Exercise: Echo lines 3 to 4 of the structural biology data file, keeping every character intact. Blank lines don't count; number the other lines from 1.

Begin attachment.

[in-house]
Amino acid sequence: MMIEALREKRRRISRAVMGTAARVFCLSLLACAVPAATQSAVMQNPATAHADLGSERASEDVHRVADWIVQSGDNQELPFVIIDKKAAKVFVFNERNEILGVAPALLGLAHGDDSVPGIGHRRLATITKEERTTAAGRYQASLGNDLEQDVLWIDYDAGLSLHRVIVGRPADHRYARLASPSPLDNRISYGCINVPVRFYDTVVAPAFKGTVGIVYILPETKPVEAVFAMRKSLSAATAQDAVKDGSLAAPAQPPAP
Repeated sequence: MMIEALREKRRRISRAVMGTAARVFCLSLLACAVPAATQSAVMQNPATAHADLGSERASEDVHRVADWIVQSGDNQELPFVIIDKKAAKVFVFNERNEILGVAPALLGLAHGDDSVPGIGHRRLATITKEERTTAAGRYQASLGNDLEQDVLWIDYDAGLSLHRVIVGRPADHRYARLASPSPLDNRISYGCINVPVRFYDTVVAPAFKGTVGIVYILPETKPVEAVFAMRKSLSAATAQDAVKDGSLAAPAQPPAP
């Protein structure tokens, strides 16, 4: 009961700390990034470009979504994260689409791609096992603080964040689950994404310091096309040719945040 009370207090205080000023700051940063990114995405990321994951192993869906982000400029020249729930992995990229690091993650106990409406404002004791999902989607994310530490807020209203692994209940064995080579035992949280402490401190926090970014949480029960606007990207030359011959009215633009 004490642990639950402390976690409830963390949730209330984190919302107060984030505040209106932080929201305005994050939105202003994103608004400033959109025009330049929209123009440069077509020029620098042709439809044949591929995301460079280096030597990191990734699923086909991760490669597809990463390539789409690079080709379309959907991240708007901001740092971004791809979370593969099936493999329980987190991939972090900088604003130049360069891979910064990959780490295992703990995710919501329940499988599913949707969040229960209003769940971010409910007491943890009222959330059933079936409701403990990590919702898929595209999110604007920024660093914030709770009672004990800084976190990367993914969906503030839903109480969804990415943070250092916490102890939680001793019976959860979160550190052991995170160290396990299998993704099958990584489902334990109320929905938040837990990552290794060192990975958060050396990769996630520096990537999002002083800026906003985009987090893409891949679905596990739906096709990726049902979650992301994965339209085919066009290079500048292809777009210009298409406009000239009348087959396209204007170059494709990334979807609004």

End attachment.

Repeated sequence: MMIEALREKRRRISRAVMGTAARVFCLSLLACAVPAATQSAVMQNPATAHADLGSERASEDVHRVADWIVQSGDNQELPFVIIDKKAAKVFVFNERNEILGVAPALLGLAHGDDSVPGIGHRRLATITKEERTTAAGRYQASLGNDLEQDVLWIDYDAGLSLHRVIVGRPADHRYARLASPSPLDNRISYGCINVPVRFYDTVVAPAFKGTVGIVYILPETKPVEAVFAMRKSLSAATAQDAVKDGSLAAPAQPPAP
């Protein structure tokens, strides 16, 4: 009961700390990034470009979504994260689409791609096992603080964040689950994404310091096309040719945040 009370207090205080000023700051940063990114995405990321994951192993869906982000400029020249729930992995990229690091993650106990409406404002004791999902989607994310530490807020209203692994209940064995080579035992949280402490401190926090970014949480029960606007990207030359011959009215633009 004490642990639950402390976690409830963390949730209330984190919302107060984030505040209106932080929201305005994050939105202003994103608004400033959109025009330049929209123009440069077509020029620098042709439809044949591929995301460079280096030597990191990734699923086909991760490669597809990463390539789409690079080709379309959907991240708007901001740092971004791809979370593969099936493999329980987190991939972090900088604003130049360069891979910064990959780490295992703990995710919501329940499988599913949707969040229960209003769940971010409910007491943890009222959330059933079936409701403990990590919702898929595209999110604007920024660093914030709770009672004990800084976190990367993914969906503030839903109480969804990415943070250092916490102890939680001793019976959860979160550190052991995170160290396990299998993704099958990584489902334990109320929905938040837990990552290794060192990975958060050396990769996630520096990537999002002083800026906003985009987090893409891949679905596990739906096709990726049902979650992301994965339209085919066009290079500048292809777009210009298409406009000239009348087959396209204007170059494709990334979807609004």